Ants arriving at the picnic: U.S. 6th Circuit Court of Appeals finds merit in federal “takings” claim filed against county land bank

Bricker Graydon LLP

Bricker & Eckler LLP

In May 2021, the federal 6th Circuit Court of Appeals in Cincinnati sent a county land bank case back to the district court in Dayton for reconsideration. Rejecting the winning argument at the lower level—that the owner of an abandoned property had her chance to raise objections earlier in a tax foreclosure process, which she didn’t—the appeals court held that new U.S. Supreme Court precedent does, in fact, allow the owner to raise a federal “takings” argument under the Constitution once a property is deemed abandoned and titled to a county land bank. 

In its holding in Harrison v. Montgomery County, Ohio (2021 WL 1881382, decided May 11, 2021), a unanimous panel of federal appellate judges rejected the county’s argument, which had been supported by the Ohio Attorney General, that property owners were precluded from bringing suits related to their formerly owned abandoned land after transfer to county land banks. Citing a relatively new opinion issued by the U.S. Supreme Court (Knick v. Township of Scott, Pennsylvania, 139 S.Ct. 2162, decided June 21, 2019), the 6th Circuit held this property owner could, indeed, bring her takings claim to federal court as soon as her property had been adjudicated as “abandoned” by the Montgomery County Board of Revision and ordered transferred to the county land bank under Ohio’s land banking statutes (see Ohio Revised Code Sections 323.65 et seq.).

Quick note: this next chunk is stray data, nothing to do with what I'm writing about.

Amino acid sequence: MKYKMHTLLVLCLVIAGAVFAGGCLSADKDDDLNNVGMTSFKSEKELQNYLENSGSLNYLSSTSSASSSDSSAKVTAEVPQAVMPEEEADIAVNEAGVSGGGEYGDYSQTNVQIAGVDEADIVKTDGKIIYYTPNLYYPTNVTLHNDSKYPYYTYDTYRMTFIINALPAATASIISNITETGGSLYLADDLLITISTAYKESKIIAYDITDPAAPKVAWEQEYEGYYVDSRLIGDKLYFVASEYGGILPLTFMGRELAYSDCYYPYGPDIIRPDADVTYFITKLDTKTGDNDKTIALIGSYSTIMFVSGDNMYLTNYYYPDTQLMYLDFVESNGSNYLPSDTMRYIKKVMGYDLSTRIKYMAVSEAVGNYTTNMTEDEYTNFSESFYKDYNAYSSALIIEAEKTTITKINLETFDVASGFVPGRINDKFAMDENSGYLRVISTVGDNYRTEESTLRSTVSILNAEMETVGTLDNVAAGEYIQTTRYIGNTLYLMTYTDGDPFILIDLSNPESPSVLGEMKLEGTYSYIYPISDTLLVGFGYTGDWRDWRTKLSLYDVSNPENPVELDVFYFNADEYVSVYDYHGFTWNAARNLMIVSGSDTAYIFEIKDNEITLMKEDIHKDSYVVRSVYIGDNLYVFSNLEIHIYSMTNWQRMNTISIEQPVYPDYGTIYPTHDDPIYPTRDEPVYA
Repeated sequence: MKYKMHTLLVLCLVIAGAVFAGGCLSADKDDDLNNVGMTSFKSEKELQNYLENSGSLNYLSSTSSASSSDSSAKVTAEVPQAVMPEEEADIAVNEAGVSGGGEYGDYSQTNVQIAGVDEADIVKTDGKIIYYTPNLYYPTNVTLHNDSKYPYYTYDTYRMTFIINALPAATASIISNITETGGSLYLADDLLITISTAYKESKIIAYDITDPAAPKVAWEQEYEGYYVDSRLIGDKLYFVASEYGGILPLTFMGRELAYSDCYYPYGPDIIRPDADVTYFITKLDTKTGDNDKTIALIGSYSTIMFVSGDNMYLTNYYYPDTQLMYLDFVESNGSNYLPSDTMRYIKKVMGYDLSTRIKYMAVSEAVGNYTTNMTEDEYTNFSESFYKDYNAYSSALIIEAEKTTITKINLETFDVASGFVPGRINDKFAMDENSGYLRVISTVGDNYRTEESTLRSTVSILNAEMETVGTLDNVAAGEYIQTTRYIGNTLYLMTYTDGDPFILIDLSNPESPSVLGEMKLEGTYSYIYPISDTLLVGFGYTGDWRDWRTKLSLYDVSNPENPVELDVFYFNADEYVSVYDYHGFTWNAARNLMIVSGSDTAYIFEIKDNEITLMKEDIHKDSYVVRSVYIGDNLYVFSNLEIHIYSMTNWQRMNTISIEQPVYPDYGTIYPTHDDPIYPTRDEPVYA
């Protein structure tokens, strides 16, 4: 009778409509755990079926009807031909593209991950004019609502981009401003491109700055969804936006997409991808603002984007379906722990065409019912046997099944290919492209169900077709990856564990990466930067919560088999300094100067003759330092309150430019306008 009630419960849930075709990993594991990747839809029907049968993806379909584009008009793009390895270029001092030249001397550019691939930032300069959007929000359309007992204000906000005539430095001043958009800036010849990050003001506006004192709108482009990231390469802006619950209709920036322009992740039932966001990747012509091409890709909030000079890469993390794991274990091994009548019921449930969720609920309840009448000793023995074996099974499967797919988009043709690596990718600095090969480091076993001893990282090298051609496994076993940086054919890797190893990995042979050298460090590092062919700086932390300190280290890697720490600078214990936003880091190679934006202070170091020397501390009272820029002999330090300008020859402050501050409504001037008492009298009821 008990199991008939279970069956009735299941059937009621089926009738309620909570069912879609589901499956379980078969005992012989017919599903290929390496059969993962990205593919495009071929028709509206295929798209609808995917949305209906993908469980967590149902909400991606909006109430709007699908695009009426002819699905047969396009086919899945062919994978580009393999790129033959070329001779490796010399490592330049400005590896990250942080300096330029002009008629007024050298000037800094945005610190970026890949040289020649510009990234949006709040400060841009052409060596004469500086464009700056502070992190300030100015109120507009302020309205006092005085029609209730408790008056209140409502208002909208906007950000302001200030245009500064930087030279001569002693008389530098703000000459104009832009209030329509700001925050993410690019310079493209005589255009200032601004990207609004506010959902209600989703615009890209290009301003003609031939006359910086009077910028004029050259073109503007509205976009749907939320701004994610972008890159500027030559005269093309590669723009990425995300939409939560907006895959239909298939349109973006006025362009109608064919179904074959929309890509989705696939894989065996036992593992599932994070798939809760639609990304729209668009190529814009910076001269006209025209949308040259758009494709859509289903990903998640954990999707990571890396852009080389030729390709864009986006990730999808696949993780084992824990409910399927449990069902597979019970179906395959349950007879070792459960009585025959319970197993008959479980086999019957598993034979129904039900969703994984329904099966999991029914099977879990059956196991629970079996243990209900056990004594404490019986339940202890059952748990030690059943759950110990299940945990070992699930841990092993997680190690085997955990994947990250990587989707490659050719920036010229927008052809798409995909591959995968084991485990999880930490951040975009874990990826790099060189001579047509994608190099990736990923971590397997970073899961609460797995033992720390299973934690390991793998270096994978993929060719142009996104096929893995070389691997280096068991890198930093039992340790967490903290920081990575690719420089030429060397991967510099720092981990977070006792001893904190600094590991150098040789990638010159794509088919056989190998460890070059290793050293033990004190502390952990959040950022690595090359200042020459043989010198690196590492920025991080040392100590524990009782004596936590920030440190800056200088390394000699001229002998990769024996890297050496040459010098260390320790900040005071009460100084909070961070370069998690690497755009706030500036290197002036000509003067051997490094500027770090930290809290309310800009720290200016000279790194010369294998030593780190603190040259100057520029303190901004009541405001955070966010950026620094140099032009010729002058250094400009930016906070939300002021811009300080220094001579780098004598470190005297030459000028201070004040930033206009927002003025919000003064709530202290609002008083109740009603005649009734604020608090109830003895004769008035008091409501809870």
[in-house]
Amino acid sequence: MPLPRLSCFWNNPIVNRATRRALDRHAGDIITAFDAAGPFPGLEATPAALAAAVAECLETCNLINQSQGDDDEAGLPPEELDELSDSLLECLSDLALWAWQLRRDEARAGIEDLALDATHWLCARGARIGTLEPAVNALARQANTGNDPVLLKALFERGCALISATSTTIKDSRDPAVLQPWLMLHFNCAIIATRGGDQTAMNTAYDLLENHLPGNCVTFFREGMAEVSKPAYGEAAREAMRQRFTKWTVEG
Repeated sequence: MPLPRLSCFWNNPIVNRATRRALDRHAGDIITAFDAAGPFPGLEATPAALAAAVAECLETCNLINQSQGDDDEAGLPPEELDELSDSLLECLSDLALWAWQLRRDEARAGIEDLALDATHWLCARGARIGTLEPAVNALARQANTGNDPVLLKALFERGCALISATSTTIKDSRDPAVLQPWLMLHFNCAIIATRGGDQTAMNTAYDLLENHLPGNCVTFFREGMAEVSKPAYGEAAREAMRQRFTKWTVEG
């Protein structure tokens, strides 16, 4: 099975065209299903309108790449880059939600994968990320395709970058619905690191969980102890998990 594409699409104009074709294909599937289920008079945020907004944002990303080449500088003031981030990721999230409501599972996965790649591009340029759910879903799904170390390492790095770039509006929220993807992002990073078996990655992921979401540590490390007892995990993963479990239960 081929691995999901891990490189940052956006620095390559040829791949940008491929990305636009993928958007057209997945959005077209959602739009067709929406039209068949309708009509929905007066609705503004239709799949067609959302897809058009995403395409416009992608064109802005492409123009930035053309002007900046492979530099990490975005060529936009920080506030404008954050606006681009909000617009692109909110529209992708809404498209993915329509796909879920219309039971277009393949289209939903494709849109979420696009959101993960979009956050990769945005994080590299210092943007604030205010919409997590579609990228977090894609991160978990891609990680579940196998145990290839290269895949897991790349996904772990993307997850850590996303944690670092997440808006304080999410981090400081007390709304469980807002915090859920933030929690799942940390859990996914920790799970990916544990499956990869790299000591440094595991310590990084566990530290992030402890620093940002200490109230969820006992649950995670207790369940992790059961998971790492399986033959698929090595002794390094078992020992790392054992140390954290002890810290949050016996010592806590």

Has Ohio’s county land banking statutes—a national model—been overrun by the proverbial ants at the picnic? Not necessarily. A careful read of the opinion reveals the limits of the court’s determination that a federal “taking” has occurred in the transfer of an abandoned property to a county land bank. Specifically, the appeals court labeled as a “taking” the property owner’s inability to be paid any overage amount of her property’s fair market value in relation to the amount of delinquent taxes, assessments and fees otherwise due. That is, in the court’s eyes, Ohio’s land banking statutes provide no opportunity for the property owner to demand, and receive, payment of the leftover amount of value on her property beyond outstanding taxes and fees. The court denotes this as “excess equity” after the property transfers to the county land bank.

This case arose as part of a series of recent challenges to Ohio’s land banking statutes by advocates ideologically opposed to the law’s expeditious handling of vacant and tax-delinquent properties. It remains to be seen how far this opinion reaches into the daily efforts of county land banks across the state. For one, the 6th Circuit case involved an initial tax foreclosure complaint that did not definitively assert a transfer of the property to a county land bank (such assertions are commonly pled when drafting such complaints, although under the court’s reasoning, this may be a discrepancy without much difference). For another, the owner in the case did not seek return of the abandoned property. She sought only the amount of excess equity.

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DISCLAIMER: Because of the generality of this update, the information provided herein may not be applicable in all situations and should not be acted upon without specific legal advice based on particular situations.

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